Not all vegetarian diets are healthy, study shows

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In a new study, researchers found vegetarian foods are not equally healthy.

The finding highlights the variable nutritional quality of plant foods, and it was more evident in women.

The research was conducted by a team at Harokopio University, Athens, Greece.

Most dietary studies define plant-based diets simply as “vegetarian” or “low in meat”, thereby treating all plant foods as equal.

The unique aspect of this study was that it examined the type of plant-based foods consumed, in addition to the overall amount.

Healthy plant-based products were principally the least processed foods, such as whole grains, fruits, vegetables, nuts, olive oil, and tea/coffee.

Unhealthy plant-based products consisted of juices, sweetened beverages, refined grains, potatoes, and any kind of sweets (e.g. chocolate, Greek traditional desserts, etc.).

The study examined the link between the amount and quality of plant-based foods and heart health over a 10-year period.

In 2001 and 2002, the study randomly selected a sample of adults living in Athens who did not have heart disease or other chronic conditions.

The current analysis was conducted in 146 obese participants with normal blood pressure, blood lipids, and blood sugar.

Within a decade, nearly half of these obese participants had developed high blood pressure, high blood lipids, and high blood sugar—a combination that is particularly risky for heart health.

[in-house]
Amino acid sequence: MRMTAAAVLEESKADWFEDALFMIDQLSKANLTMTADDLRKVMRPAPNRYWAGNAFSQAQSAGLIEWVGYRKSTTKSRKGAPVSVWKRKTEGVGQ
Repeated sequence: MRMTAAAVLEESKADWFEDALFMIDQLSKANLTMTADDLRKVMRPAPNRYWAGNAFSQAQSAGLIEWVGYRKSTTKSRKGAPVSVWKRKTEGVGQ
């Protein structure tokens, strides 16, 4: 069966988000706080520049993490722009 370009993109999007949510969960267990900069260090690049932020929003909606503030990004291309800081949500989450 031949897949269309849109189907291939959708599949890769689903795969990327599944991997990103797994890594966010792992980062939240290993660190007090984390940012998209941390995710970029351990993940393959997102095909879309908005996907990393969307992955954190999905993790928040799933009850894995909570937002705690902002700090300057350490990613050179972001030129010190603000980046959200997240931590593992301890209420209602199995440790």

Men who consumed more plant-based foods were less likely to have this decline in health status. A trend was also observed in women, but it did not reach statistical significance.

Regarding the quality of plant-based foods, the team found healthier choices were linked with maintaining normal blood pressure, blood lipids, and blood sugar.

Conversely, consuming unhealthy plant-based foods was linked to developing high blood pressure, high blood lipids, and high blood sugar.

These relationships were stronger in women compared to men.

The team says eating less meat is beneficial for heart health, particularly when it is replaced with nutritious plant foods such as whole grains, fruits, vegetables, nuts, and olive oil.

One author of the study is Dr. Matina Kouvari.

The study was presented at ESC Congress 2020.

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